There are a few spaces left for the coming school year, call the Nursery School office at 707-360-3030 for more information on current class availability and set up a tour!

A Time of Reflection

I’m looking forward to our time together during the upcoming Holy Days: A time of reflection, wonder, prayer, support, making things right where one can do so; I’m looking forward to greeting you and sharing our grief and joy, our hopes and yes, our fears, and our prayers for renewal.

When you come to the CBA campus now, notice the new fence that has been installed around the Nursery School play yard and along the west entrance. Thank the California Office of Emergency Services (Homeland Security money) and Henry Cohn for writing the grant which paid for the fence. You’ll be hearing about additional security endeavors in the coming months—stay tuned. Russ Gurevitch is Chair of Security at CBA.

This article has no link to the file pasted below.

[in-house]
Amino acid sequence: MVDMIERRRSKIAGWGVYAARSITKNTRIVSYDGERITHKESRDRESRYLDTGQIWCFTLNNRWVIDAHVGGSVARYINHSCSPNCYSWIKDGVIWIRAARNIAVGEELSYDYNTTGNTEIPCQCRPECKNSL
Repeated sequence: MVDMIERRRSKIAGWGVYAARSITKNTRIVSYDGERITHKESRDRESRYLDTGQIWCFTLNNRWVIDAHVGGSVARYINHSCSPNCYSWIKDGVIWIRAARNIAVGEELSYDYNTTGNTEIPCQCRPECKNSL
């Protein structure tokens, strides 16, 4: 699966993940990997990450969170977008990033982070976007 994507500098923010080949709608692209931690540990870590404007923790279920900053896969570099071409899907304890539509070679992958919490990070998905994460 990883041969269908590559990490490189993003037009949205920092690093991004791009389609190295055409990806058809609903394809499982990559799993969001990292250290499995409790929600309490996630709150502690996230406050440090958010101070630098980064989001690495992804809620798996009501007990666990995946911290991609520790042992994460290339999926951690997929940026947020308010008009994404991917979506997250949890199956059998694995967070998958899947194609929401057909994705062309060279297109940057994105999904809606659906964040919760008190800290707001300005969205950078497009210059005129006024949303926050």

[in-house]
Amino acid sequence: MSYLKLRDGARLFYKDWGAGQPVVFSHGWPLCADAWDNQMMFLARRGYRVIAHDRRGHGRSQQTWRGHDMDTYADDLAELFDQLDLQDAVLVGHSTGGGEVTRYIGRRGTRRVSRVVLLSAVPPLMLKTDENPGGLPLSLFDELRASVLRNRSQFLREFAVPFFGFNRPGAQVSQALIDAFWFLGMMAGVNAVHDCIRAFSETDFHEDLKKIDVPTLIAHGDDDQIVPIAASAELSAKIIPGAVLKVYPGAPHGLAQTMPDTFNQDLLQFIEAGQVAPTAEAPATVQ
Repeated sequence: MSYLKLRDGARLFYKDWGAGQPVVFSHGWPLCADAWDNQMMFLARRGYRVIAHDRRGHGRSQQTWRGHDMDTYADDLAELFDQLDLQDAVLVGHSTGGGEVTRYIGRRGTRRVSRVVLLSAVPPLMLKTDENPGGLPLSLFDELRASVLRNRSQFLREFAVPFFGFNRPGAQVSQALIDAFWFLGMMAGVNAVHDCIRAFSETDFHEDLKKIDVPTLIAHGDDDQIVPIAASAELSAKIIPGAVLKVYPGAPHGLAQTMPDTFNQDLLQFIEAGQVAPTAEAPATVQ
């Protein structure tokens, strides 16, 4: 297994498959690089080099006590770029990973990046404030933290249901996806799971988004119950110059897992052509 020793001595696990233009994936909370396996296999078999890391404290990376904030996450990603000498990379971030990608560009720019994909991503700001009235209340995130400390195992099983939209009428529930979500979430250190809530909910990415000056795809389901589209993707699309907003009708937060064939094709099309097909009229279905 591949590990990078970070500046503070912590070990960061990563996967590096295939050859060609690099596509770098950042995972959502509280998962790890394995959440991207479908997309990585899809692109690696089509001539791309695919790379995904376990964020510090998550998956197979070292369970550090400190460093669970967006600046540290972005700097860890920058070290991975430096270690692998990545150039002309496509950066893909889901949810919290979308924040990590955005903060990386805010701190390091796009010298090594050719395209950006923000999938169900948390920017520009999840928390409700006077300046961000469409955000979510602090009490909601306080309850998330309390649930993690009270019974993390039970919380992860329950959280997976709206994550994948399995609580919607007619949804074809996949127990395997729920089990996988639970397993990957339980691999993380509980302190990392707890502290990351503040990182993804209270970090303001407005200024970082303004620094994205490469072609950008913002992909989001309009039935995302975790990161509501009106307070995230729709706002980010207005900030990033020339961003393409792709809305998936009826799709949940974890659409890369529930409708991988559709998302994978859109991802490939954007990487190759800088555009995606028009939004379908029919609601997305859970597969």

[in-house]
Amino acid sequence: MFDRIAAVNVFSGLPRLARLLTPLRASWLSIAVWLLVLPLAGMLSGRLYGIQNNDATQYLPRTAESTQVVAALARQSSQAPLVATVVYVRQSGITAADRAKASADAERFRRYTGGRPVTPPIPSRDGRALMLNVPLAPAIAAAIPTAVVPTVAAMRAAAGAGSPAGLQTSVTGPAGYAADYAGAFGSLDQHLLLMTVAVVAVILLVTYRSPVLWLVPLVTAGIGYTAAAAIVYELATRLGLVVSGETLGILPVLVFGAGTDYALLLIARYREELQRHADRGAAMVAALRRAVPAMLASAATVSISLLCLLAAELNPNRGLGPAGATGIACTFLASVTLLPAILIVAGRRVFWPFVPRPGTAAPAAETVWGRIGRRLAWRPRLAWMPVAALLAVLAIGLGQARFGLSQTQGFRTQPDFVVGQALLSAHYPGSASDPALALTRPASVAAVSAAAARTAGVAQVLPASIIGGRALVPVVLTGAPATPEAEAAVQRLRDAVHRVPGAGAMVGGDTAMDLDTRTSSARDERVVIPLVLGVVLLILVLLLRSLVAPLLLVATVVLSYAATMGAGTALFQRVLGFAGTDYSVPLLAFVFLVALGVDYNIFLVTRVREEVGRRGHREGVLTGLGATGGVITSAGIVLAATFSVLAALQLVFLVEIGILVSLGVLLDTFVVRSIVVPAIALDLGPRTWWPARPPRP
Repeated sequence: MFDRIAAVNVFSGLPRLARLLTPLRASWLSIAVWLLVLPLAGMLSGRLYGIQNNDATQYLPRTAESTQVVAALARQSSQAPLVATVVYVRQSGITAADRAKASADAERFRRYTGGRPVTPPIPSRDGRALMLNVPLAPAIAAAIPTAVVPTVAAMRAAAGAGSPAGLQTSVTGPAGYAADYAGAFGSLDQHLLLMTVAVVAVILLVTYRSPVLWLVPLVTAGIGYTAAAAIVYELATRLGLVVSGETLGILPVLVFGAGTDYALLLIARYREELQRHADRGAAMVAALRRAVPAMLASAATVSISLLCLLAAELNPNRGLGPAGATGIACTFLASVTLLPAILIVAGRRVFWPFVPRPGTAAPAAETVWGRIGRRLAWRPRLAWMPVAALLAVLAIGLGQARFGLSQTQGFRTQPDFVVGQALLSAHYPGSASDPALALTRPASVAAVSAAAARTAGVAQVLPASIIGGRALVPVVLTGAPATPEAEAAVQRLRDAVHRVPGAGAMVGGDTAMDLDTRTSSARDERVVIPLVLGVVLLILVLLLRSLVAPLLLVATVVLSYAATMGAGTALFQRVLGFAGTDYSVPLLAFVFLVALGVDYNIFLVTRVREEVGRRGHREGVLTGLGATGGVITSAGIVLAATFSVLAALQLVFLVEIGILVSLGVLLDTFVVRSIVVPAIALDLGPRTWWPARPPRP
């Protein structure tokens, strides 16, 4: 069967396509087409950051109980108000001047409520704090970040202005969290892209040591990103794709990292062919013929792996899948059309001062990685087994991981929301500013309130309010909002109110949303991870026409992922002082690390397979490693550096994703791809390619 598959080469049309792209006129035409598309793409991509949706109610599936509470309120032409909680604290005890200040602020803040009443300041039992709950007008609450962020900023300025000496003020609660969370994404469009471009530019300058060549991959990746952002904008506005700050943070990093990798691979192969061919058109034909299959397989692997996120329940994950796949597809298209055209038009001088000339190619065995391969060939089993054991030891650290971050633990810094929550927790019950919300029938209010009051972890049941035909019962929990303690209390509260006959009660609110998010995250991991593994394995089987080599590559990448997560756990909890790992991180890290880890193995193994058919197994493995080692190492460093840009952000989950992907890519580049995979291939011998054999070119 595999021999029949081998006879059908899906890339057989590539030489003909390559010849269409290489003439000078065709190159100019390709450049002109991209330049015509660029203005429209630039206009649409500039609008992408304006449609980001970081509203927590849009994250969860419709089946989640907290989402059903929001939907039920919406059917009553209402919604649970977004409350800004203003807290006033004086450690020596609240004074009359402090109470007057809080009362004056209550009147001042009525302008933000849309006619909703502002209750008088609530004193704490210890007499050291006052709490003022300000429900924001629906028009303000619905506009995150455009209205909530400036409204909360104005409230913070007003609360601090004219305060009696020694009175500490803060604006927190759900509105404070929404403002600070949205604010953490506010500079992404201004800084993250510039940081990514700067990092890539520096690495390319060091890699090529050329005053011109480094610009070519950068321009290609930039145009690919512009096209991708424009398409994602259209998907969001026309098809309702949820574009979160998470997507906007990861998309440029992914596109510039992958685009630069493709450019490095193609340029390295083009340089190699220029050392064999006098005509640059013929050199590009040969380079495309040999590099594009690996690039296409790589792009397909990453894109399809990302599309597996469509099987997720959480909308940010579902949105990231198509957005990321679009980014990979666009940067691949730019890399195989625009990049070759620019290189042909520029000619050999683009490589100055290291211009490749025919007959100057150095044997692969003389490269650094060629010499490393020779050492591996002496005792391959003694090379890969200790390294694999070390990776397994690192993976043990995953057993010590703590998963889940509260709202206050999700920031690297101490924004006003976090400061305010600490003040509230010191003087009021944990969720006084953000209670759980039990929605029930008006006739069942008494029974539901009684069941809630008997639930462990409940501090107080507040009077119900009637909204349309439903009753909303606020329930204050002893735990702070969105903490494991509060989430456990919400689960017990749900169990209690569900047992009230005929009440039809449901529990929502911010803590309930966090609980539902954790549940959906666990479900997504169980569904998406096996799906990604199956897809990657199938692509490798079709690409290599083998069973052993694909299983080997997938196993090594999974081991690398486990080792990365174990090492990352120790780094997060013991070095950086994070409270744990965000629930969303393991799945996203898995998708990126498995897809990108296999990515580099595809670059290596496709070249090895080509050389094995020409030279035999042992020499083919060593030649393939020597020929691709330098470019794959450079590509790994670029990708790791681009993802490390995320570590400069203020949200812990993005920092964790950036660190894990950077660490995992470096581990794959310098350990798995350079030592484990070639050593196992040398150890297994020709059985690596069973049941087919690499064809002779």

The Nursery begins its classes for the year today, August 19, as I write this. The new classroom is beautiful! Poke your head into rooms 12/13 and see how they have transformed the environment to accommodate eight 2-year-olds every day. Very sweet. The cost of making the transformation came from an allocation of the Sustainers’ Circle (Beth Ami members.)

What’s next? Many of you have asked about results of the Strategic Planning Focus Groups, which have been on-going since March of this year. I expect to have analysis and options for your consideration this Fall. It’s been an interesting journey of discovery, and we’re not quite finished yet. Stay tuned.